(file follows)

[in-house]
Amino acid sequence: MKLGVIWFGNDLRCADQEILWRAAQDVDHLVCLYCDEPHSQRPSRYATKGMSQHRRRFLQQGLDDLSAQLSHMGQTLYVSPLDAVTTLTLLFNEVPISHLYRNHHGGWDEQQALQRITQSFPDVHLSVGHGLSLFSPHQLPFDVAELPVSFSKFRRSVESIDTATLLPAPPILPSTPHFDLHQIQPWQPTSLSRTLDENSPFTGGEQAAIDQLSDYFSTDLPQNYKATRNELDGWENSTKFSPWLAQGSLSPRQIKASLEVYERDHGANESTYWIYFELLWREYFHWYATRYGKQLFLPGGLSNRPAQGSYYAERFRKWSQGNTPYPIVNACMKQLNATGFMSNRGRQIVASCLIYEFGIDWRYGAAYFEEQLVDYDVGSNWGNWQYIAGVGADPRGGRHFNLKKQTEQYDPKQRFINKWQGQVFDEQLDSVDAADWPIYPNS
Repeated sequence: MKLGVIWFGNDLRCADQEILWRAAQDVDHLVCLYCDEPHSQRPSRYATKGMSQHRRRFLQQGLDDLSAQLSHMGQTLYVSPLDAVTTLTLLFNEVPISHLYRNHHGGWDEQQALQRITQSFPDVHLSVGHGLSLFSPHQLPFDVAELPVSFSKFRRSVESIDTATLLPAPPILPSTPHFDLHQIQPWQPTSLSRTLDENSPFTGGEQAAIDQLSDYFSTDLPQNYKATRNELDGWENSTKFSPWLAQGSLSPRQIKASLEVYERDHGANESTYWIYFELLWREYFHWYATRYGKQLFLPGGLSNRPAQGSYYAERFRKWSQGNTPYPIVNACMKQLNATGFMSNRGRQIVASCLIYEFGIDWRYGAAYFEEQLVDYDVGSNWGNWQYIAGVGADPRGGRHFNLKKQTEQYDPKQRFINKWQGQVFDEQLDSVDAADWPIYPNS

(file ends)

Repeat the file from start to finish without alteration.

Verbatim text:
[in-house]
Amino acid sequence: MKLGVIWFGNDLRCADQEILWRAAQDVDHLVCLYCDEPHSQRPSRYATKGMSQHRRRFLQQGLDDLSAQLSHMGQTLYVSPLDAVTTLTLLFNEVPISHLYRNHHGGWDEQQALQRITQSFPDVHLSVGHGLSLFSPHQLPFDVAELPVSFSKFRRSVESIDTATLLPAPPILPSTPHFDLHQIQPWQPTSLSRTLDENSPFTGGEQAAIDQLSDYFSTDLPQNYKATRNELDGWENSTKFSPWLAQGSLSPRQIKASLEVYERDHGANESTYWIYFELLWREYFHWYATRYGKQLFLPGGLSNRPAQGSYYAERFRKWSQGNTPYPIVNACMKQLNATGFMSNRGRQIVASCLIYEFGIDWRYGAAYFEEQLVDYDVGSNWGNWQYIAGVGADPRGGRHFNLKKQTEQYDPKQRFINKWQGQVFDEQLDSVDAADWPIYPNS
Repeated sequence: MKLGVIWFGNDLRCADQEILWRAAQDVDHLVCLYCDEPHSQRPSRYATKGMSQHRRRFLQQGLDDLSAQLSHMGQTLYVSPLDAVTTLTLLFNEVPISHLYRNHHGGWDEQQALQRITQSFPDVHLSVGHGLSLFSPHQLPFDVAELPVSFSKFRRSVESIDTATLLPAPPILPSTPHFDLHQIQPWQPTSLSRTLDENSPFTGGEQAAIDQLSDYFSTDLPQNYKATRNELDGWENSTKFSPWLAQGSLSPRQIKASLEVYERDHGANESTYWIYFELLWREYFHWYATRYGKQLFLPGGLSNRPAQGSYYAERFRKWSQGNTPYPIVNACMKQLNATGFMSNRGRQIVASCLIYEFGIDWRYGAAYFEEQLVDYDVGSNWGNWQYIAGVGADPRGGRHFNLKKQTEQYDPKQRFINKWQGQVFDEQLDSVDAADWPIYPNS